It’s quite easy to think of artificial intelligence in the realm of dystopian science fiction, as something which may appear on the horizon in the form of eerily familiar life forms. Yet unbeknownst to some, artificial intelligence has already slipped into our daily lives in many nascent ways.

In their exhibition ‘Training Humans’ at Fondazione Osservatorio in Milan, researcher and AI Now Institute founder Kate Crawford and visual artist Trevor Paglen, expose the ways artificial intelligences have been developed to see humans through the use of training datasets: photographs of anonymous and nameless faces, bodies, facial expressions, gait analysis, mugshots, fingerprints and biometrics. These datasets, developed by educational, corporate and governmental institutions, train artificial intelligence to recognise, learn and categorize human condition for outputs such as facial recognition. Never intended for human consumption, the photographs exhibited investigate the ways researchers in the field of machine learning and AI, define and categorise populations through attempting to identify the commonalities and normative features of a few. Displayed out of context they trigger an urgent question: how does the training of an artificial intelligence reflect the biases of those who create it?

Screen : Labeled Faces In The Wild, Gary B. Huang, Manu Ramesh, Tamara Berg, Erik Learned-Miller, 2007. Wall: Cross-Age Celebrity Dataset (CACD) Bor-Chun Chen, Chu-Song Chen, Winston H. Hsu, 2014. Courtesy Fondazione Prada.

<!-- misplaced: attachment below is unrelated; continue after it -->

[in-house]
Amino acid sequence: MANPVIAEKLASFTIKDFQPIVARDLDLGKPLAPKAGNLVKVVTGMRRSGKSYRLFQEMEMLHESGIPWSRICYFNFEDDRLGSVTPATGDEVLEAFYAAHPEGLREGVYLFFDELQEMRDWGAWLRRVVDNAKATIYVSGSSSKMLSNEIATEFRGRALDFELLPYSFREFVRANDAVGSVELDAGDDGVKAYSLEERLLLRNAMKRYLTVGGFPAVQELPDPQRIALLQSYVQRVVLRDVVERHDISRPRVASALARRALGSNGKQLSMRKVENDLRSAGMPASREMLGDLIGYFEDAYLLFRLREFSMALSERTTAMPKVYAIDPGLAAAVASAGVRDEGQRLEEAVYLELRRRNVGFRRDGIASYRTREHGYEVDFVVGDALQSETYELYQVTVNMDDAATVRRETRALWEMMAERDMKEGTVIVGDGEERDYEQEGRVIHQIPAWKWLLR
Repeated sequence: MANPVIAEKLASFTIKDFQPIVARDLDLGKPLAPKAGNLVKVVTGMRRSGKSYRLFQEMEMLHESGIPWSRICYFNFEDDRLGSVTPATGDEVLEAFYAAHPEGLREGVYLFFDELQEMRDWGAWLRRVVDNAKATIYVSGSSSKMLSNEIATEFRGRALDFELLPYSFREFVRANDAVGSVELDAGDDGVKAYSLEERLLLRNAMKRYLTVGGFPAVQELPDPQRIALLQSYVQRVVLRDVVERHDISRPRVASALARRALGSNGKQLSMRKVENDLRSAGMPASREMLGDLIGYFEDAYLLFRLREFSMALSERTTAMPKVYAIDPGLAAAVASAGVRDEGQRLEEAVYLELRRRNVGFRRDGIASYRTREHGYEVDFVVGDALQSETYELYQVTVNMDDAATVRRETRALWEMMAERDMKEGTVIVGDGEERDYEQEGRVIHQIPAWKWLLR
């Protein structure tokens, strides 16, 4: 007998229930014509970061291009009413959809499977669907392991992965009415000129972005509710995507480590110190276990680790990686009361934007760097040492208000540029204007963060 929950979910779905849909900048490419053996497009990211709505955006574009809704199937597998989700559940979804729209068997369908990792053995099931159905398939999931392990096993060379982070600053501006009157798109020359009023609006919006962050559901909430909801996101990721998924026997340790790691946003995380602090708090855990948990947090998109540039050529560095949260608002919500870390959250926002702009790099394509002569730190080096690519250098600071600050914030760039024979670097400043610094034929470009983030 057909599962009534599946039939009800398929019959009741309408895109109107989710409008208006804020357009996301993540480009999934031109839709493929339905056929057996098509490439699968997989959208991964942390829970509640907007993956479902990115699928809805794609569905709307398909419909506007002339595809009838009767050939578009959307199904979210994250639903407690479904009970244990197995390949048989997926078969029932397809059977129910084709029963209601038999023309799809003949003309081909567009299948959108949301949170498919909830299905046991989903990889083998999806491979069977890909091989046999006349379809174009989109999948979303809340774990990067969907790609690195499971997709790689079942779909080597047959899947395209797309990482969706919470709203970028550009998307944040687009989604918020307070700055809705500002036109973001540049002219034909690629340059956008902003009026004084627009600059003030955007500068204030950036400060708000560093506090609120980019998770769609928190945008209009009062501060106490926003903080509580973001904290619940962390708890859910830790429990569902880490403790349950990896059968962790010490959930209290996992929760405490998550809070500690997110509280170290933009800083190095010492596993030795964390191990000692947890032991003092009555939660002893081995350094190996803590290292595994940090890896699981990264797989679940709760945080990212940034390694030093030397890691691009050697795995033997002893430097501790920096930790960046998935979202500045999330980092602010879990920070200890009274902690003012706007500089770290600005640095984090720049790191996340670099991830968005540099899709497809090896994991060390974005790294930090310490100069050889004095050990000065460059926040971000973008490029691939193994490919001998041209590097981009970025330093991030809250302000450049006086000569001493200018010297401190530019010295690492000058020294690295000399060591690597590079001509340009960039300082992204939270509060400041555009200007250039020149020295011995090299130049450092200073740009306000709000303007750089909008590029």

A series of faces from the FERET Dataset, funded by the United States Military from 1993-1996 stare obtrusively out from a wall on the first floor. The photos are almost like portraiture, a series of anonymous people carefully and stylistically posed for the camera, “reminiscent of anthropometric experiments conducted in the late 19th and 20th centuries,” Crawford mentions. The exhibition follows a historical axis, displaying datasets from the late 1960’s to today, with little change in the strategies for classification and categorization of images. As Crawford also mentions in a conversation with Paglan, “the functional photography of the past is now training the systems of the future.”

(Left) Sdumla-Hmt, Yilong Yin, Lili Liu, Xiwei Sun, 2011 (Right) A Facial Recognition Project Report, Woodrow Wildon Bledsoe, 1963. Courtesy Fondazione Prada.


Researchers at the University of Tennessee, Knoxville created this dataset of 20,000 faces to classify people by race, gender, and age. According to the dataset, gender is binary and race can be represented by the categories White, Black, Asian, Indian, and Others.

CAISA Gate and Cumulative Foot Pressure, 2001Shuai Zheng, Kaigi Huang, Tieniu Tan and Dacheng TaoCreated at the Center for Biometrics and Security Research at the Chinese Academy of Sciences, the dataset is designed for research into recognizing people by the signature of their gait. Courtesy Fondazione Prada.
CAISA Gate and Cumulative Foot Pressure, 2001Shuai Zheng, Kaigi Huang, Tieniu Tan and Dacheng TaoCreated at the Center for Biometrics and Security Research at the Chinese Academy of Sciences, the dataset is designed for research into recognizing people by the signature of their gait. Courtesy Fondazione Prada.